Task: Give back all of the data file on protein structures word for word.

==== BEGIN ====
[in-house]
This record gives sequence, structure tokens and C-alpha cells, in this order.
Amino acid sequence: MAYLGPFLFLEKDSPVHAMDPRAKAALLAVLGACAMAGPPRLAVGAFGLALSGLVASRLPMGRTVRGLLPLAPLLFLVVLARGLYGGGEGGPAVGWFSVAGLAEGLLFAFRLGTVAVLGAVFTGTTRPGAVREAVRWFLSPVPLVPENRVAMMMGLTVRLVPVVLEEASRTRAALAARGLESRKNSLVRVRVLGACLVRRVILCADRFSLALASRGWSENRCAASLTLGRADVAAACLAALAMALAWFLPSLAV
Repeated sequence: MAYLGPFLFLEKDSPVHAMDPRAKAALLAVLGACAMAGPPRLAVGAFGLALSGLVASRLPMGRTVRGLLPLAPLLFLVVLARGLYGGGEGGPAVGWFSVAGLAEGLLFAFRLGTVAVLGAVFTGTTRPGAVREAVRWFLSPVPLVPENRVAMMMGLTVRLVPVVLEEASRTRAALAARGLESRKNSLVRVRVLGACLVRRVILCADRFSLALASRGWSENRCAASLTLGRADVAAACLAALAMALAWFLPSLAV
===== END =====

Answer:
[in-house]
This record gives sequence, structure tokens and C-alpha cells, in this order.
Amino acid sequence: MAYLGPFLFLEKDSPVHAMDPRAKAALLAVLGACAMAGPPRLAVGAFGLALSGLVASRLPMGRTVRGLLPLAPLLFLVVLARGLYGGGEGGPAVGWFSVAGLAEGLLFAFRLGTVAVLGAVFTGTTRPGAVREAVRWFLSPVPLVPENRVAMMMGLTVRLVPVVLEEASRTRAALAARGLESRKNSLVRVRVLGACLVRRVILCADRFSLALASRGWSENRCAASLTLGRADVAAACLAALAMALAWFLPSLAV
Repeated sequence: MAYLGPFLFLEKDSPVHAMDPRAKAALLAVLGACAMAGPPRLAVGAFGLALSGLVASRLPMGRTVRGLLPLAPLLFLVVLARGLYGGGEGGPAVGWFSVAGLAEGLLFAFRLGTVAVLGAVFTGTTRPGAVREAVRWFLSPVPLVPENRVAMMMGLTVRLVPVVLEEASRTRAALAARGLESRKNSLVRVRVLGACLVRRVILCADRFSLALASRGWSENRCAASLTLGRADVAAACLAALAMALAWFLPSLAV